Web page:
Professor Carol A Adams of Durham University Business School calls for greater ambition by corporates and investors to address sustainable development including climate change.
What is ‘integrated thinking and does it really benefit investors?
The Value Reporting Foundation (VRF) would like us to think so. The VRF plans to follow last year’s publication of its prototype ‘integrated thinking principles’ with a ‘detailed’ methodology for their implementation.
But could it all be a waste of effort leading companies down a (costly) path to incremental changes that will leave them behind in a rapidly changing world? I think we need ‘sustainable development thinking’.
Seemingly at odds with the 2021 update of the Integrated Reporting Framework, the ‘integrated thinking principles’ are explicit about: a purpose aligned with the needs of society; and governance oversight of value creation for the organisation and key stakeholders. The reporting framework instead doubled down on single materiality (‘enterprise value’) perhaps in preparation for being absorbed under the VRF (and later this year by the IFRS Foundation).
The best integrated reporters have been those that already followed standards of the Global Reporting Initiative (GRI). In those organisations, integrated thinking has influenced board thinking on the need for a wider range of resources (capitals) being incorporated into strategy. Organisations following GRI standards already measured their impact on human capital, natural and social and relationship capital so this was not such a big step. Many talked about creating value for the enterprise and their stakeholders from the start. The revised integrated reporting framework is thus behind best practice.
The ‘integrated thinking principles’ mention the importance of trust, but lasting trust cannot be built without integrating sustainable development into strategy, the business model and the products and services companies develop. (Investors are thinking about the well-being of future generations and future returns.) It also requires accountability for impacts on sustainable development.
Sustainable development requires a transformation – not business as usual
So here are my ‘sustainable development thinking’ principles where sustainable development is front and centre of strategic thinking and board oversight. Sustainable development is central to, and explicit, in all of them – it must be to achieve the transformation needed. Unlike the VRF’s ‘integrated thinking principles’ (in the middle column), stakeholder engagement and building trust are not enough. Stakeholder engagement is an essential step to aligning with sustainable development and building trust is an outcome of doing so.
|The Value Reporting Foundation’s ‘integrated thinking principles’||My alternative aligned with ‘sustainable development thinking’|
|Purpose||How do we make a unique contribution to the needs of society and why do we exist?||How do we make a unique contribution to sustainable development?|
|Strategy||How does our organization seize opportunities, mitigate risks and maximize the resources available to us to meet the needs of our customers through the products we make and the services we provide, whilst generating a financial surplus?||How does our organisation integrate sustainable development issues into strategy and the business model to develop new products and services that contribute to sustainable development?|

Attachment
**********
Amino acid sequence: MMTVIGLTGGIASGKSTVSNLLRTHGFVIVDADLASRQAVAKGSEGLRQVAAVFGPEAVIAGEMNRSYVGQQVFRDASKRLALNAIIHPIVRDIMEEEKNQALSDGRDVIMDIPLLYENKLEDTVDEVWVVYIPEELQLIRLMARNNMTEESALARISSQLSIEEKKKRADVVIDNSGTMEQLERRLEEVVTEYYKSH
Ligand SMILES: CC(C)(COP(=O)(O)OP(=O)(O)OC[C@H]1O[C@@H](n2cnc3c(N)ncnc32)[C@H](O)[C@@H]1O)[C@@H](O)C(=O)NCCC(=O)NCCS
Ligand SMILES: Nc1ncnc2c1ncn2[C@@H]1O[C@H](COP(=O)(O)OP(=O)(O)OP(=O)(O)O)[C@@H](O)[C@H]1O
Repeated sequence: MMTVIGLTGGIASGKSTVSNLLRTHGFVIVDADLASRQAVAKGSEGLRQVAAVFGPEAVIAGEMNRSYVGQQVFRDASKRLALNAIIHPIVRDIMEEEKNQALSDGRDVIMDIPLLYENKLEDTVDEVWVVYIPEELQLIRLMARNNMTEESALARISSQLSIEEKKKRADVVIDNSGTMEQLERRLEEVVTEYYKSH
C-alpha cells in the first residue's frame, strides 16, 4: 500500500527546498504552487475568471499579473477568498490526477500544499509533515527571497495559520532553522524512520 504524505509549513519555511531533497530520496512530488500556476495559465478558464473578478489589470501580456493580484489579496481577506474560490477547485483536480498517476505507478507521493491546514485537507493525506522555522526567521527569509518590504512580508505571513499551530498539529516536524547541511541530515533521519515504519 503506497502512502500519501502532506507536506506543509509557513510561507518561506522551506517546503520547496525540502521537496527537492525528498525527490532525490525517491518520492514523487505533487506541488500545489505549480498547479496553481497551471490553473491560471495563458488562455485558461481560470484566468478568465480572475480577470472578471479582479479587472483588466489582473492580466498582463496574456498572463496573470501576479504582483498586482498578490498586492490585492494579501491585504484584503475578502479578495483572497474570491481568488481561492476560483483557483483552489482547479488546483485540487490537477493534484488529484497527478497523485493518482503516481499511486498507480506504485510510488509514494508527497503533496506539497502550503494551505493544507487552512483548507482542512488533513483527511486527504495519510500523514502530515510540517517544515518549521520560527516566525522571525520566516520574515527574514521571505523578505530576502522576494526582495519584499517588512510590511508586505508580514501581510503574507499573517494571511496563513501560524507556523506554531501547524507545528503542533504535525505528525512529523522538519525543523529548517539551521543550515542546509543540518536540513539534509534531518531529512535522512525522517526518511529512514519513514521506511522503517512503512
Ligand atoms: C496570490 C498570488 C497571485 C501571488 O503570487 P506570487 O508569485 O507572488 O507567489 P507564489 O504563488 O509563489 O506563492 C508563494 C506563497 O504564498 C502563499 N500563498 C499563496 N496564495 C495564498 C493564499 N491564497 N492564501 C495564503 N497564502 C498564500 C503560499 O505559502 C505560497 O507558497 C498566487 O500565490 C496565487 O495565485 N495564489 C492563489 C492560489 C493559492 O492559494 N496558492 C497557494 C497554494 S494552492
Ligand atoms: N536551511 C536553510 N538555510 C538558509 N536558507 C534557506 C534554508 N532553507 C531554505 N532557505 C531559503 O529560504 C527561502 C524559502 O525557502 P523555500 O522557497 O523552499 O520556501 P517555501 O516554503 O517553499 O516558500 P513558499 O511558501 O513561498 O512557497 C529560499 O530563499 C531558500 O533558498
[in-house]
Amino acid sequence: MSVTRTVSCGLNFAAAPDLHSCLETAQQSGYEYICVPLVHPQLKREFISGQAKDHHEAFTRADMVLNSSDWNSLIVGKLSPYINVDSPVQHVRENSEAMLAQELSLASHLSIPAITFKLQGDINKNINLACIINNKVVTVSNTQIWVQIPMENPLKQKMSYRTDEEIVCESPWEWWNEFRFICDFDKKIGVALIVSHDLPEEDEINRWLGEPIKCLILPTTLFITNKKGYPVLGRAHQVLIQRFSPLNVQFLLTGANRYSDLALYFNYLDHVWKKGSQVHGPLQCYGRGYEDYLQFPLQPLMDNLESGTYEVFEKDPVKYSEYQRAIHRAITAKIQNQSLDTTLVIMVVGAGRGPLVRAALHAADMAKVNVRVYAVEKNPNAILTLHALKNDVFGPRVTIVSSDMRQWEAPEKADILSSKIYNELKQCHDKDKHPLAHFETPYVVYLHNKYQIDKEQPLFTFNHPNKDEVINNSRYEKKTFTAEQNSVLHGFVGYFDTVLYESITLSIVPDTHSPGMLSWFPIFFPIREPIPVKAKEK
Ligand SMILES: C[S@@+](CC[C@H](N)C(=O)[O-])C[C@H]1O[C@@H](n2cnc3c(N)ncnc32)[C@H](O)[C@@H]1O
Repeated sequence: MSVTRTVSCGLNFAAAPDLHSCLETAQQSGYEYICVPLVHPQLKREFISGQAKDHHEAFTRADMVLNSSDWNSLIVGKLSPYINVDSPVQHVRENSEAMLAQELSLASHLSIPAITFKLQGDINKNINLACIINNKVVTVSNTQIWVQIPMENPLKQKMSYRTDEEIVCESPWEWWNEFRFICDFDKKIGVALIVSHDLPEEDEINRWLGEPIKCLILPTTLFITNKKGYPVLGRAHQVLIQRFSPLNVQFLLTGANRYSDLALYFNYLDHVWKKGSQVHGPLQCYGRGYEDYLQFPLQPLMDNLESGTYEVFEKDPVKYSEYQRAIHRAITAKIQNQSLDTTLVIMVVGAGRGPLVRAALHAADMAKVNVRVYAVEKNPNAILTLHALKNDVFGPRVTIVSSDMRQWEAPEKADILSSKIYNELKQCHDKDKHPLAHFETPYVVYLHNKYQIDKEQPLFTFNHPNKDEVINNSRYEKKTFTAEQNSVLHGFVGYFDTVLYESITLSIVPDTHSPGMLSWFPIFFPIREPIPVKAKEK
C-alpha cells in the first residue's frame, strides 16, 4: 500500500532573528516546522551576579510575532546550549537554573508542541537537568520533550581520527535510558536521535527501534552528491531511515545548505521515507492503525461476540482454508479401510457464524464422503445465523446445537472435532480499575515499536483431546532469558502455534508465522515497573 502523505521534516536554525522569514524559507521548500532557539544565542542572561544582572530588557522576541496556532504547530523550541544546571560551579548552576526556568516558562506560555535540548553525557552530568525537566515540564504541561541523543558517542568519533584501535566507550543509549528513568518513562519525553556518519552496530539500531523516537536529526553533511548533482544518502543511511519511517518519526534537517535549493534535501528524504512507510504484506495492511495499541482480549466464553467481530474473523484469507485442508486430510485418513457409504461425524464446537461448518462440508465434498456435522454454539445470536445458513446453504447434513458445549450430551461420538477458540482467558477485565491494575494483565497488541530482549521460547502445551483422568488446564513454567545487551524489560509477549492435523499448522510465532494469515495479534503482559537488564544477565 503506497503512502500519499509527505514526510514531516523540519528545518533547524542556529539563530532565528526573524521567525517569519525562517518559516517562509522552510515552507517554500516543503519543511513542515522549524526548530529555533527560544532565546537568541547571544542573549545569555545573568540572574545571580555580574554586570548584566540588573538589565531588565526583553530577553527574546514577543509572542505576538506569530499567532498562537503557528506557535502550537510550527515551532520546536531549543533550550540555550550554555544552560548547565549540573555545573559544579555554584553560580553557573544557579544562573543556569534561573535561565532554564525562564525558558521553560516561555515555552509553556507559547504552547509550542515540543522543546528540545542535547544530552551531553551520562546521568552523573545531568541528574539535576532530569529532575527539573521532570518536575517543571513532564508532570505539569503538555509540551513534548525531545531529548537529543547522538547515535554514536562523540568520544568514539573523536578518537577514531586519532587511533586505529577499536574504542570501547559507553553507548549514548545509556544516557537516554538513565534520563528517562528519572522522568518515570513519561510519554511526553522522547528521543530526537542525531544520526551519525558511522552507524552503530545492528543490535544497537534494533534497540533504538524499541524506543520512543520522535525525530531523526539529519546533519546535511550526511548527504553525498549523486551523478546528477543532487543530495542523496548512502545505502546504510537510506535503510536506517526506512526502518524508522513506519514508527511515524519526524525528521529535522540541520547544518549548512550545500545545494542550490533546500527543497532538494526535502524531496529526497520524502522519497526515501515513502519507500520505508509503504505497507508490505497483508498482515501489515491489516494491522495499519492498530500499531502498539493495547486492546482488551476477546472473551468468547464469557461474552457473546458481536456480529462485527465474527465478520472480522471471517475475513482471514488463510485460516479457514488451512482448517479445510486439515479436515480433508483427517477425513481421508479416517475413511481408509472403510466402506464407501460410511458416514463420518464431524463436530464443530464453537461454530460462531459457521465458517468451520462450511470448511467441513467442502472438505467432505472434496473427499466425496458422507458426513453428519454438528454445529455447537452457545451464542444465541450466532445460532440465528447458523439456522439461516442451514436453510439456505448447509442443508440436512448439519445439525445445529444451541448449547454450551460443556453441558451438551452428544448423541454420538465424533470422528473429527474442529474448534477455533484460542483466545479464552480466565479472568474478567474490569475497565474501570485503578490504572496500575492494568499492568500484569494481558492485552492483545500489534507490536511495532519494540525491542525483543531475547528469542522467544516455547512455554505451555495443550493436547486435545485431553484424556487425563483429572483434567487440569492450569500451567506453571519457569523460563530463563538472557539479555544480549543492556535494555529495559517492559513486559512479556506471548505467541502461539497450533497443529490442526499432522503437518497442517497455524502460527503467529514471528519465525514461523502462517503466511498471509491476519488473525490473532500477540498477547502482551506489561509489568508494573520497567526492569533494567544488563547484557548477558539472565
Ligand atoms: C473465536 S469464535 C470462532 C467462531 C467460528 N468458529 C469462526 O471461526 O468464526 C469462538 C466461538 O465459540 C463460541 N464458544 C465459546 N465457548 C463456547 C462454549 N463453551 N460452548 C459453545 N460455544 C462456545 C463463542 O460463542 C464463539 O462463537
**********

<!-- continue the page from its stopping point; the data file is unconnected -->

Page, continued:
|Risks and opportunities||How do we assess the impact of the external environment on our business model, operations and strategy, and vice-versa?||How do we identify and assess our impact on sustainable development and the opportunities and risks posed by sustainable development issues?|
|Culture||How do we identify our key stakeholders, and how do we embed a culture that earns their trust and aligns with our core values?||How do we shift our culture and values to make contributing to sustainable development and the SDGs front and centre of everything we do?|
|Governance||How does our Board make a distinctive contribution to value creation for the enterprise and its key stakeholders? How is our strategy execution enabled by our organizational structure, cross-functional teaming, decision making processes, and risk and opportunity management processes?||How does our Board provide oversight to ensure that our strategy contributes to sustainable development? What sustainable development skills do Board members bring?|
|Performance||How do we measure and communicate the enterprise value we have created for our investors and the value we have created for our other key stakeholders?||How do we measure and communicate our long-term impact on sustainable development and the value we create for the organisation, the economy, society and the environment?|
Table: The Value Reporting Foundation’s ‘integrated thinking principles’ versus my ‘sustainable development thinking’ principles.
Let’s start 2022 with the ambition of transformation to address sustainable development including climate change. The Sustainable Development Goals Disclosure (SDGD) Recommendations provide insights into how to get there and the evidence investors, boards and assurance providers can seek concerning the extent to which sustainable development is integrated into an organisation’s mission, values, processes and systems. It can be done. The GRI standards help organisations measure their impact on the economy, society and the environment.
Carol Adams is Professor of Accounting at Durham University Business School, UK. She writes at www.drcaroladams.net. Carol has previously been involved in the work of both the GRI and IIRC (now VRF). The views expressed are her own.